Proposed choice legislation for the state of Ohio includes SB 65 which would create the Special Education Scholarship Program to provide scholarships for handicapped children to attend alternative public or private special education programs. Under the bill, a child would be eligible for a special education scholarship if the child's resident school district has identified the child as handicapped and developed an IEP for the child. Also, the child must either have been enrolled in the district's public schools (K-12) prior to the year the scholarship is intended to be used, or simply enrolled in the district the same year the scholarship is used.
Additional proposed choice legislation in the state of Ohio includes the 100 Percent Solution, or Weighted Student Funding.
Weighted Student Funding
To solve the problems of inequity and antiquity plaguing our system of education financing and to ensure that all children receive a quality education, dramatic change is needed. Weighted student funding (WSF) is the best solution. We believe that five principles must be embraced to reform school financing and close the achievement gaps.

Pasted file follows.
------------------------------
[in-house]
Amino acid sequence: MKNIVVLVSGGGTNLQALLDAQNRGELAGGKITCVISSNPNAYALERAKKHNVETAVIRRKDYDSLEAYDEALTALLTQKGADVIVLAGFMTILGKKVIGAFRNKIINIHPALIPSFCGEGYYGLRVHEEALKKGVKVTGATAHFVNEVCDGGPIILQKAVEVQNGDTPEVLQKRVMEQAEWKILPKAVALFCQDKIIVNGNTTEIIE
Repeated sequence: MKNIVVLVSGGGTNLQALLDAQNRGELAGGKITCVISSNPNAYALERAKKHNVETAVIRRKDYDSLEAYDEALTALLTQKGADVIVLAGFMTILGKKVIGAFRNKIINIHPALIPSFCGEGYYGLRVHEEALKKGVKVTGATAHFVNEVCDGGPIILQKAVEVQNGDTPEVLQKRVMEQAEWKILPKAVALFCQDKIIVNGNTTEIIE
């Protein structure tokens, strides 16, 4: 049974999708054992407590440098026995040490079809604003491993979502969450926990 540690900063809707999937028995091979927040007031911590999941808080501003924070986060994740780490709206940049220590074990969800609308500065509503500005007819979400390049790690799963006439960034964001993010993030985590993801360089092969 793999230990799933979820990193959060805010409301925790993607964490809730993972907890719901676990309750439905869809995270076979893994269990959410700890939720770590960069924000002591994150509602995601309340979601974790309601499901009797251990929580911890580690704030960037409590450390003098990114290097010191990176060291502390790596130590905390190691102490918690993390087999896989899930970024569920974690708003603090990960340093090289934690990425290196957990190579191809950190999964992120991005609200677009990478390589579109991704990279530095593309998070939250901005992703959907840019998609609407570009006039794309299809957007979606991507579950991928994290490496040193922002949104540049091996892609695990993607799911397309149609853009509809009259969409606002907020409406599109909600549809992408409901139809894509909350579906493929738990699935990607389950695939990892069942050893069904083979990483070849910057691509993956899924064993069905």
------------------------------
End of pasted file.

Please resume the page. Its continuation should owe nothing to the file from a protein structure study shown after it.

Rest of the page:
1. Funding should follow the child, on a per-student basis, to the public school that he/she attends.38
2. Per-student funding should vary according to a child?s need and other relevant circumstances.
3. The funds should arrive at the school as real dollars (i.e., not teaching positions, ratios, or staffing norms) that can be spent flexibly, with accountability gauged by results, not inputs, programs, or activities.
4. These principles for allocating money to schools should apply to all levels (e.g., federal funds going to states, state funds going to districts, districts to schools).
5. All funding systems should be simplified and made transparent.
Sidebar: Winners and Losers in Cincinnati
After the implementation of WSF in Cincinnati, there were changes in the funding of every school in the district. On average, schools gained or lost $266 per-pupil-4.2 percent of the average school budget. The largest gain was $730,881-a 16.8 percent increase in that school's original budget. The largest loss was $595,316-a 16.4 percent decrease in that school's original budget.* Significant losses were not confined only to schools with large percentage decreases in budgets. With the elimination of special-program funding, many long-treasured programs across the district-each with its supporters-lost funding.**